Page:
Vargas Llosa's international career began in 1963 with La ciudad y los perros (The City and the Dogs), which gained wide public attention and immediate success.[20] This work won the Spanish Premio de la Critica and was published in English in 1966 as The Time of the Hero.[20] He followed La ciudad y los perros with La casa verde (The Green House) in 1965. His third novel, Conversation in the Cathedral, was published in 1969, when he was only 33.

In 1971, Vargas Llosa published García Márquez: historia de un deicidio, as his doctoral thesis for the University of London, which was later published as a book.[21] This limited edition of 20,000 quickly sold out. Despite great public demand (and at least one pirated edition), Vargas Llosa refused to allow its republication for many years.[citation needed] The study was eventually included in a 2006 volume of his collected works, which has not been translated into English.

Although Vargas Llosa wrote this book-length study about his onetime friend, Nobel prize-winning Columbian author Gabriel García Márquez, they have not spoken to each other in more than 30 years. In 1976, Vargas Llosa punched García Márquez in the face in Mexico City at the Palacio de Bellas Artes ending the friendship.[22] Francisco Igartua, Vargas Llosa’s friend and journalist, witnessed the event. In his book, Huellas de un Destierro, Igartua states that after Vargas Llosa knocked Garcia Marquez out, leaving him on the floor, the writer said: “That’s for what you did to Patricia in Barcelona.”[23] Neither writer has publicly stated the underlying reasons for the misunderstanding.[24][25] A photo of García Márquez's black eye was published in 2007, reigniting public interest in the feud.[26] Despite the decades of silence, Vargas Llosa recently agreed to allow part of his book to be used as the introduction to a new edition of García Márquez's One Hundred Years of Solitude, which is being re-released in Spain and throughout Latin America.[27]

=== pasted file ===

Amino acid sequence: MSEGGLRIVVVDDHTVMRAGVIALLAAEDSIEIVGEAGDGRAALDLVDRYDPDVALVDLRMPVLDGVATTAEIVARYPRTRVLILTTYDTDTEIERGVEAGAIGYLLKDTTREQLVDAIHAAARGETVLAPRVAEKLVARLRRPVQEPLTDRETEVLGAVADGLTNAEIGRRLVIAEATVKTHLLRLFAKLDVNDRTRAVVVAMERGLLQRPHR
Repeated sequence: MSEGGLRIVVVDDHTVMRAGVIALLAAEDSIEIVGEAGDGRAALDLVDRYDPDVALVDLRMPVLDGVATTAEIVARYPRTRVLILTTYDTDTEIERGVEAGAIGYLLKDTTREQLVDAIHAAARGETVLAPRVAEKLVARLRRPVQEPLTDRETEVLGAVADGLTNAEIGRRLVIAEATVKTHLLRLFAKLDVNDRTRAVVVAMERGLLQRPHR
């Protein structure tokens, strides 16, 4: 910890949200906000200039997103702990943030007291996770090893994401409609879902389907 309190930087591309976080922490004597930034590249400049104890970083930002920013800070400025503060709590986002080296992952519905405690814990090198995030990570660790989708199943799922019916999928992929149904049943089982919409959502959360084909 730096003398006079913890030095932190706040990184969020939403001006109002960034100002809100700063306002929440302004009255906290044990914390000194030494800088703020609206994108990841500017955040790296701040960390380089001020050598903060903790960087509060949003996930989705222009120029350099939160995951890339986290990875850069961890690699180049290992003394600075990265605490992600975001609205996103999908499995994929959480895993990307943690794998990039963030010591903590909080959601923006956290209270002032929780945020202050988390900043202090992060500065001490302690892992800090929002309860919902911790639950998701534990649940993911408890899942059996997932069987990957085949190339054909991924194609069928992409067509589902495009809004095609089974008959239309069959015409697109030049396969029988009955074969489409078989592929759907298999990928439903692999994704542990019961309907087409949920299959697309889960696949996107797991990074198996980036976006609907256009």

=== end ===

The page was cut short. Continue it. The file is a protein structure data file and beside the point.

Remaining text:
Vargas Llosa has also written book-length studies of the 19th-century French novelist Gustave Flaubert and of Valencian writer Joanot Martorell. In A Writer's Reality (1991), he discussed his own novels.

His fourth novel, La guerra del fin del mundo (The War of the End of the World), published in 1981, affirmed Vargas Llosa's radical change towards themes like messianism and the irrational behaviour of humans.[28] It would be almost 20 years before he wrote another novel; La fiesta del chivo (The Feast of the Goat) was published in 2000 (published in English in 2001). According to literary critic Raymond Williams, it is Vargas Llosa's most complete, most ambitious, and longest novel since La guerra del fin del mundo.[29]

Later life and political involvement[edit]